Student (and Volunteer) Blog Entries: Brandon and Meghan

Back from Seattle (the conference went very well-my presentation was well received) and ready to start posting again. the excavation posts will begin again tonight or tomorrow morning.

Until then, here are a couple more student/volunteer experiences:

From a volunteer:

My name is Brandon Sexton, a recent graduate from Tech’s MS in Industrial Archaeology program. While my thesis was on the Masonic Lodge 271 in Calumet I have been volunteering at the Cliff Mine on my days off. Over the past week I have helped with the mapping and sketching of the excavations and troweling my way into the past. To think this site is where commercially viable copper mining started; we are uncovering planks and beams that were set in place over one hundred and fifty years ago! If you get a chance to explore the site while the dig is in progress, every day the students and myself piece together a better understanding of the mill.

From a student:

Hello to all Cliff Mine enthusiasts and blog readers!  My name is Meghan Marsicek.  I’m a Yooper who grew up in the southern Upper Peninsula, graduating from Carney-Nadeau Public School in 2006.  My need for an adventure and love for the Blue Ridge Mountains brought me to North Carolina where I earned my B.A. in History from the University of North Carolina at Asheville in 2010.  I returned to the U.P. after graduation to work at Fayette Historic State Park as a seasonal interpreter and aide to the site historian, Brenda Laakso.  Fayette is a piece of the U.P.’s industrial history, as it was a top smelting and pig iron exporting town while the furnaces were in operation. I had the privilege of sharing its story with folks from all over the world, as well as doing projects like painting a room in the historic preservation exhibit with milk-based paint in its original color scheme.  So if you ever visit the park (which I highly recommend you do, it’s awesome) you might think of me when you see that room!

Meghan's plan of 100.T2 that got her over the frustration of measured drawing.

I will begin my first year as a graduate student in Michigan Tech’s Industrial Archaeology program this Fall.  I’ve always had an interest in getting hands-on with history, and what better way than archaeology?  One of the things that drew me to Michigan Tech’s  program was that it incorporates several interests of mine, such as industrialization, anthropology, architecture, and historic preservation into study.  I am not sure what direction my focus is going to take, but I am excited to get started!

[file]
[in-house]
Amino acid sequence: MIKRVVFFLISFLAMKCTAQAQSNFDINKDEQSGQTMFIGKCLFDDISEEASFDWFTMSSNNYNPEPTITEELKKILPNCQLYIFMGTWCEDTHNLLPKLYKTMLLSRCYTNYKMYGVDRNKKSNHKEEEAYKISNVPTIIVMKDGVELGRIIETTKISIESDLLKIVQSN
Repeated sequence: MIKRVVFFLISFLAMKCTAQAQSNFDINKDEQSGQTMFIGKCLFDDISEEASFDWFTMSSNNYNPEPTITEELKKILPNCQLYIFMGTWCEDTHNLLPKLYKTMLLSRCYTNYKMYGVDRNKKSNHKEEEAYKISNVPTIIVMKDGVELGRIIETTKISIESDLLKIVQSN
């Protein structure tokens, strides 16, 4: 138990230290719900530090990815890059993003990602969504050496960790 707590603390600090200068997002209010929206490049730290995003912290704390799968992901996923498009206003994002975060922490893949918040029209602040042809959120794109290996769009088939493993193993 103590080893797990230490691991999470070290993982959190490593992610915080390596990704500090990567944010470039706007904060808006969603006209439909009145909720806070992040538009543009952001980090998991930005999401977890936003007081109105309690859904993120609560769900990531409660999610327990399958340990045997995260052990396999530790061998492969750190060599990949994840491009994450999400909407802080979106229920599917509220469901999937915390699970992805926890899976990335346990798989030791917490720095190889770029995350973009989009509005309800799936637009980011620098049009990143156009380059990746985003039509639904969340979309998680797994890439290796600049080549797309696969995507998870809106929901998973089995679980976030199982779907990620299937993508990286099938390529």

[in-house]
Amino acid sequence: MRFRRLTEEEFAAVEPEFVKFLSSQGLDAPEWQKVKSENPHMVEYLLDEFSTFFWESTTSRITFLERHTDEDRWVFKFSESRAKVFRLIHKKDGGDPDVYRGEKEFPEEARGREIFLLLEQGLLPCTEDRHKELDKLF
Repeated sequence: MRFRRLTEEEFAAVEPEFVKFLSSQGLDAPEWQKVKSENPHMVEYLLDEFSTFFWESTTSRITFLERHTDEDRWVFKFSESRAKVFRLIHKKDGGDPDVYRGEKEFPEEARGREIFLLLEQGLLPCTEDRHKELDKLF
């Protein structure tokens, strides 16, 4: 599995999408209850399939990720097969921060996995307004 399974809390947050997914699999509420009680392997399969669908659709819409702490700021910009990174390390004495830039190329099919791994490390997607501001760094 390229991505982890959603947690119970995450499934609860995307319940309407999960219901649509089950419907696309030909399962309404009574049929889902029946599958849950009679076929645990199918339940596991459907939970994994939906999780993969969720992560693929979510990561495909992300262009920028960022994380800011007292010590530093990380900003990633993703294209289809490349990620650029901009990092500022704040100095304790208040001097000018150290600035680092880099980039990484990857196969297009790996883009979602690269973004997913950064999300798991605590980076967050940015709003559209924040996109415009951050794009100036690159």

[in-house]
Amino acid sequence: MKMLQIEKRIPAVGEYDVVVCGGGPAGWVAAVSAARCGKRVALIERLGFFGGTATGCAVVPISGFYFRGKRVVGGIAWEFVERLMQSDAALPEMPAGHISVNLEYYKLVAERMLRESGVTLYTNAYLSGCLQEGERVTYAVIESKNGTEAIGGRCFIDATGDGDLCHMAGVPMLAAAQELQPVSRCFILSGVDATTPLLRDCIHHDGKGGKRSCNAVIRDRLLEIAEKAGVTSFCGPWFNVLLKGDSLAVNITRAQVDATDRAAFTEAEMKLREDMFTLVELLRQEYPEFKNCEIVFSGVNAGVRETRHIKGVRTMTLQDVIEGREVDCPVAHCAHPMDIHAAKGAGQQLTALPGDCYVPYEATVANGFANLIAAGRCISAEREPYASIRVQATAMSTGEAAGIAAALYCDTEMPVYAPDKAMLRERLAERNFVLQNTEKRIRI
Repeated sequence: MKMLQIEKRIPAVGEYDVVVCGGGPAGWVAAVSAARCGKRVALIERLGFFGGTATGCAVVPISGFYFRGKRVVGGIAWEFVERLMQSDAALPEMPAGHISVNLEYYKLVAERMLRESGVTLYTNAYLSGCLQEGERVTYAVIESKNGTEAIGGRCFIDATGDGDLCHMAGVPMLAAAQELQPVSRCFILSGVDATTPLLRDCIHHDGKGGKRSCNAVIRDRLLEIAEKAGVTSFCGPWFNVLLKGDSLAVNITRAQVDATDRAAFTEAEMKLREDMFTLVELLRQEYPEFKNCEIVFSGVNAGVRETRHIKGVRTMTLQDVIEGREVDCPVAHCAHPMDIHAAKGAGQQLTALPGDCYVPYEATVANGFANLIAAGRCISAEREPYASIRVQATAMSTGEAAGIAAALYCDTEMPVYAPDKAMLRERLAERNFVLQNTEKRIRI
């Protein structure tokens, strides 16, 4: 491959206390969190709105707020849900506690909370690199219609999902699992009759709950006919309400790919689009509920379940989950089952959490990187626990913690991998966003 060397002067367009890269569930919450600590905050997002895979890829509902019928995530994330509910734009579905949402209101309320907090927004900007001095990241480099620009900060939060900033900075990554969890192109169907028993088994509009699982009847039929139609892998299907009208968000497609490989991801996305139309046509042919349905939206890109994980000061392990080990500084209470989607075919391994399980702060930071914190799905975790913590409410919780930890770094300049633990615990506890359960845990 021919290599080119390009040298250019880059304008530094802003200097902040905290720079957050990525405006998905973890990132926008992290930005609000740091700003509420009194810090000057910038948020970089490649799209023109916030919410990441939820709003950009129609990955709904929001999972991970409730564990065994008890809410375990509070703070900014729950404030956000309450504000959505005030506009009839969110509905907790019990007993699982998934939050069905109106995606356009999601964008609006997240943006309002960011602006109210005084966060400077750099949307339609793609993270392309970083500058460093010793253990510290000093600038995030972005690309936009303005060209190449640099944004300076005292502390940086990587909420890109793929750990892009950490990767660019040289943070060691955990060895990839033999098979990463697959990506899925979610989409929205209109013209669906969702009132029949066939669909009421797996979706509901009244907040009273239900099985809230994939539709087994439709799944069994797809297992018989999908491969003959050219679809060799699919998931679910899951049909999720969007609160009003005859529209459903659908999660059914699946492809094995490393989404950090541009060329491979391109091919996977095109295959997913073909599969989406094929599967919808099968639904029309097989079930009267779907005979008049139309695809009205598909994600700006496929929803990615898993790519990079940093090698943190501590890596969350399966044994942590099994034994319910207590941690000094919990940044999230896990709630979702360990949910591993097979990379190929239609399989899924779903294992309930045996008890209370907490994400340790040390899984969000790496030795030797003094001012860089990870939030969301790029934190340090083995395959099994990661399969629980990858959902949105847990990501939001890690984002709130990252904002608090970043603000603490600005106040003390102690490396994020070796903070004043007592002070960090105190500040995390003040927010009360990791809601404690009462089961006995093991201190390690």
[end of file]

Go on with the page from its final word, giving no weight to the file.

Cliff is my first field school and dig experience, and initially it was not what I expected. Archaeology is not just the fun of digging all the time, or doing cool Indiana Jones-style stuff.  There is a lot of planning to be done before you can even think about getting out your trowel.  Part of the planning includes figuring out what part of the working area you’re actually going to dig (which is trickier than it sounds), measuring and laying out the trench, taking photographs, and what was for a while my arch nemesis: drawings.  Drawings are detailed and done to scale.  While one or two other people measure, the recorder plots points on 2 millimeter paper. Then it is just a matter of connecting the dots.  Sounds simple enough, right?

Well, it was not so simple for me at first.  I was not seeing it!  I got extremely frustrated with myself and crabby.  Thankfully I had people reassuring me that drawings take time to figure out at first, and require a spatial awareness and visualization that I was not used to.  Still, I was not completely convinced I would catch on, and you can imagine my dismay when I learned that there is not one kind of drawing, but two that we would be doing.  Plan drawings give an overview of the trench and profile drawings show each of the four walls of the trench.  Did I already mention that these things have to be very detailed?  Sometimes they would have to be done several times within one trench, depending on what you found while digging.  Yuck!

However, my disdain for drawings changed for the better on May 27th.  I had been working with Kim in unit 100-T2 and we decided we had come to a stopping point with our digging due to a change in levels.  This meant that we had to do a plan drawing of our stopping point, Level 2.  I knew I had to be the recorder, how else will I learn?  That day I did not feel rushed, I was able to take my time, my measurers Kim and Brandon were patient with me, and I pulled together what I would like to think of as a pretty good plan drawing!  While I would much rather have a trowel in my hand instead of a ruler and pencil, I no longer consider drawings my nemesis.


About Sean Gohman

Currently a PhD Degree seeking student in the Michigan Tech University's Industrial Heritage and Archaeology program.

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